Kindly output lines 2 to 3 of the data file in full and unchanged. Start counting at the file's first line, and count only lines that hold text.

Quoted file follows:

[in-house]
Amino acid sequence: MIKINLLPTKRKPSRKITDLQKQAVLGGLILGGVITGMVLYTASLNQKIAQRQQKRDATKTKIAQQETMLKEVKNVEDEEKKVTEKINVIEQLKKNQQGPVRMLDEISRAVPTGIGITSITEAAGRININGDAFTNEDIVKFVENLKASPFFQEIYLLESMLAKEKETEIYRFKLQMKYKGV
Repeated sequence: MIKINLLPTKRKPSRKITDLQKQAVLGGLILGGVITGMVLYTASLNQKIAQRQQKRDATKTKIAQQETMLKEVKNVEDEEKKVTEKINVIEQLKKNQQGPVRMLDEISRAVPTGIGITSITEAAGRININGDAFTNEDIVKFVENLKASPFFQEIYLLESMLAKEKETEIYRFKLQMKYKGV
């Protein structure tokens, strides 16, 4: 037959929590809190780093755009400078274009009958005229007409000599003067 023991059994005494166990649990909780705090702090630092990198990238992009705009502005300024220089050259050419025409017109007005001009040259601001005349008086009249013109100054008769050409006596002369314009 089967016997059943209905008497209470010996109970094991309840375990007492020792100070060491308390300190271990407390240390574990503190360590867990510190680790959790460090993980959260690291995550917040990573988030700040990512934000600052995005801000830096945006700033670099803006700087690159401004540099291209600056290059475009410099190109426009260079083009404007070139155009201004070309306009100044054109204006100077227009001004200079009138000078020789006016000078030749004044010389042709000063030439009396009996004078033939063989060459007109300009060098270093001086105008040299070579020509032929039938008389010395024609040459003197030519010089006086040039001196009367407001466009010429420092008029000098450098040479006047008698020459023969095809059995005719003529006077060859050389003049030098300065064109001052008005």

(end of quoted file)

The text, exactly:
Amino acid sequence: MIKINLLPTKRKPSRKITDLQKQAVLGGLILGGVITGMVLYTASLNQKIAQRQQKRDATKTKIAQQETMLKEVKNVEDEEKKVTEKINVIEQLKKNQQGPVRMLDEISRAVPTGIGITSITEAAGRININGDAFTNEDIVKFVENLKASPFFQEIYLLESMLAKEKETEIYRFKLQMKYKGV
Repeated sequence: MIKINLLPTKRKPSRKITDLQKQAVLGGLILGGVITGMVLYTASLNQKIAQRQQKRDATKTKIAQQETMLKEVKNVEDEEKKVTEKINVIEQLKKNQQGPVRMLDEISRAVPTGIGITSITEAAGRININGDAFTNEDIVKFVENLKASPFFQEIYLLESMLAKEKETEIYRFKLQMKYKGV